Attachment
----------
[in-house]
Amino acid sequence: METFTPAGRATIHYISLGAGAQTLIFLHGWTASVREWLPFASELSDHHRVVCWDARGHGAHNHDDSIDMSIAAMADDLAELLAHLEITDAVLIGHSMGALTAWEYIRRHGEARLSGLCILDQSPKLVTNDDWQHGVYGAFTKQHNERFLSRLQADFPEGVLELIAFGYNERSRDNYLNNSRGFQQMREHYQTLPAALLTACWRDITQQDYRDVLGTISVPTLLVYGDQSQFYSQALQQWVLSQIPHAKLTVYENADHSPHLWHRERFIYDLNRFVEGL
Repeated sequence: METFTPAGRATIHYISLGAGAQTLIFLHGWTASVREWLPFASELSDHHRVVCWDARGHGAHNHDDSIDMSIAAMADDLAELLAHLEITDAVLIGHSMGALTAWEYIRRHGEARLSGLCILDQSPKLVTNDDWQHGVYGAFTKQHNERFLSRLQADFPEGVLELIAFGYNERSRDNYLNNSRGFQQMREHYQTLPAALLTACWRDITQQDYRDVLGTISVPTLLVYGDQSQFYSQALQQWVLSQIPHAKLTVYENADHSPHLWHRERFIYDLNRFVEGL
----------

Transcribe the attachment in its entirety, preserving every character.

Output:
[in-house]
Amino acid sequence: METFTPAGRATIHYISLGAGAQTLIFLHGWTASVREWLPFASELSDHHRVVCWDARGHGAHNHDDSIDMSIAAMADDLAELLAHLEITDAVLIGHSMGALTAWEYIRRHGEARLSGLCILDQSPKLVTNDDWQHGVYGAFTKQHNERFLSRLQADFPEGVLELIAFGYNERSRDNYLNNSRGFQQMREHYQTLPAALLTACWRDITQQDYRDVLGTISVPTLLVYGDQSQFYSQALQQWVLSQIPHAKLTVYENADHSPHLWHRERFIYDLNRFVEGL
Repeated sequence: METFTPAGRATIHYISLGAGAQTLIFLHGWTASVREWLPFASELSDHHRVVCWDARGHGAHNHDDSIDMSIAAMADDLAELLAHLEITDAVLIGHSMGALTAWEYIRRHGEARLSGLCILDQSPKLVTNDDWQHGVYGAFTKQHNERFLSRLQADFPEGVLELIAFGYNERSRDNYLNNSRGFQQMREHYQTLPAALLTACWRDITQQDYRDVLGTISVPTLLVYGDQSQFYSQALQQWVLSQIPHAKLTVYENADHSPHLWHRERFIYDLNRFVEGL